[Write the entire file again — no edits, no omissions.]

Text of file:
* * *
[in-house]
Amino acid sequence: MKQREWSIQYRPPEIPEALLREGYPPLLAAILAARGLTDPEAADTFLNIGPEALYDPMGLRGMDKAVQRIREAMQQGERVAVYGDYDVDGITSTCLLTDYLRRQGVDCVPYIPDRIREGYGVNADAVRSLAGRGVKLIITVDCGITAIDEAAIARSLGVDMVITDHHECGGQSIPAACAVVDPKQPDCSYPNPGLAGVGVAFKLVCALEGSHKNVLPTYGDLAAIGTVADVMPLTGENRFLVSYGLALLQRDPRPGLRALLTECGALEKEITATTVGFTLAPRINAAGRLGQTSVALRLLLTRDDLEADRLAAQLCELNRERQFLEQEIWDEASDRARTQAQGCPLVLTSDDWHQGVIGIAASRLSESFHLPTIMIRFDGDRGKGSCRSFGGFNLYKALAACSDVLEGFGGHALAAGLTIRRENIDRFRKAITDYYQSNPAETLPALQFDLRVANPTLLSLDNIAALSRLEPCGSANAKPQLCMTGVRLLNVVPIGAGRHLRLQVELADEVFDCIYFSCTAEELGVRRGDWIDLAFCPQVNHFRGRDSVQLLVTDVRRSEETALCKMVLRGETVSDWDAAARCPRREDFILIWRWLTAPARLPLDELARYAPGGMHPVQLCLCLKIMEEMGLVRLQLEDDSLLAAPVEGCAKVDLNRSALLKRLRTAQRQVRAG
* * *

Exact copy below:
[in-house]
Amino acid sequence: MKQREWSIQYRPPEIPEALLREGYPPLLAAILAARGLTDPEAADTFLNIGPEALYDPMGLRGMDKAVQRIREAMQQGERVAVYGDYDVDGITSTCLLTDYLRRQGVDCVPYIPDRIREGYGVNADAVRSLAGRGVKLIITVDCGITAIDEAAIARSLGVDMVITDHHECGGQSIPAACAVVDPKQPDCSYPNPGLAGVGVAFKLVCALEGSHKNVLPTYGDLAAIGTVADVMPLTGENRFLVSYGLALLQRDPRPGLRALLTECGALEKEITATTVGFTLAPRINAAGRLGQTSVALRLLLTRDDLEADRLAAQLCELNRERQFLEQEIWDEASDRARTQAQGCPLVLTSDDWHQGVIGIAASRLSESFHLPTIMIRFDGDRGKGSCRSFGGFNLYKALAACSDVLEGFGGHALAAGLTIRRENIDRFRKAITDYYQSNPAETLPALQFDLRVANPTLLSLDNIAALSRLEPCGSANAKPQLCMTGVRLLNVVPIGAGRHLRLQVELADEVFDCIYFSCTAEELGVRRGDWIDLAFCPQVNHFRGRDSVQLLVTDVRRSEETALCKMVLRGETVSDWDAAARCPRREDFILIWRWLTAPARLPLDELARYAPGGMHPVQLCLCLKIMEEMGLVRLQLEDDSLLAAPVEGCAKVDLNRSALLKRLRTAQRQVRAG